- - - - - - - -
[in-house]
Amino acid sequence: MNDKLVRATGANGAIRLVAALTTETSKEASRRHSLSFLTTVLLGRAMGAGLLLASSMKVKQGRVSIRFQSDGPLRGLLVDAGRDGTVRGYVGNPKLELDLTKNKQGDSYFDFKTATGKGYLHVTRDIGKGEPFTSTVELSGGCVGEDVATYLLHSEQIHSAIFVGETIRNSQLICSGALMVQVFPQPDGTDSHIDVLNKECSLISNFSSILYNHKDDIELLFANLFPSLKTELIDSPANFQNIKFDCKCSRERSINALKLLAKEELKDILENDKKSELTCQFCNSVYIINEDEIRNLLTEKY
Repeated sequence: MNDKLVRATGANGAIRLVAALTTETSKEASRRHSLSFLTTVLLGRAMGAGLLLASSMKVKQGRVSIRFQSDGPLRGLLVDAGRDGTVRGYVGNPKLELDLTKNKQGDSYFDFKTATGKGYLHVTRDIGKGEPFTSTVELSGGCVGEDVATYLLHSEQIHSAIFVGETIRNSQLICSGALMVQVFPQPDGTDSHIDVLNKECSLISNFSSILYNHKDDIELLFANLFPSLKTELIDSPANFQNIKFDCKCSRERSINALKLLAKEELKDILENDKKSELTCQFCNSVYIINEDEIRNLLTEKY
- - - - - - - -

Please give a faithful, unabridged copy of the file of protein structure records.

[in-house]
Amino acid sequence: MNDKLVRATGANGAIRLVAALTTETSKEASRRHSLSFLTTVLLGRAMGAGLLLASSMKVKQGRVSIRFQSDGPLRGLLVDAGRDGTVRGYVGNPKLELDLTKNKQGDSYFDFKTATGKGYLHVTRDIGKGEPFTSTVELSGGCVGEDVATYLLHSEQIHSAIFVGETIRNSQLICSGALMVQVFPQPDGTDSHIDVLNKECSLISNFSSILYNHKDDIELLFANLFPSLKTELIDSPANFQNIKFDCKCSRERSINALKLLAKEELKDILENDKKSELTCQFCNSVYIINEDEIRNLLTEKY
Repeated sequence: MNDKLVRATGANGAIRLVAALTTETSKEASRRHSLSFLTTVLLGRAMGAGLLLASSMKVKQGRVSIRFQSDGPLRGLLVDAGRDGTVRGYVGNPKLELDLTKNKQGDSYFDFKTATGKGYLHVTRDIGKGEPFTSTVELSGGCVGEDVATYLLHSEQIHSAIFVGETIRNSQLICSGALMVQVFPQPDGTDSHIDVLNKECSLISNFSSILYNHKDDIELLFANLFPSLKTELIDSPANFQNIKFDCKCSRERSINALKLLAKEELKDILENDKKSELTCQFCNSVYIINEDEIRNLLTEKY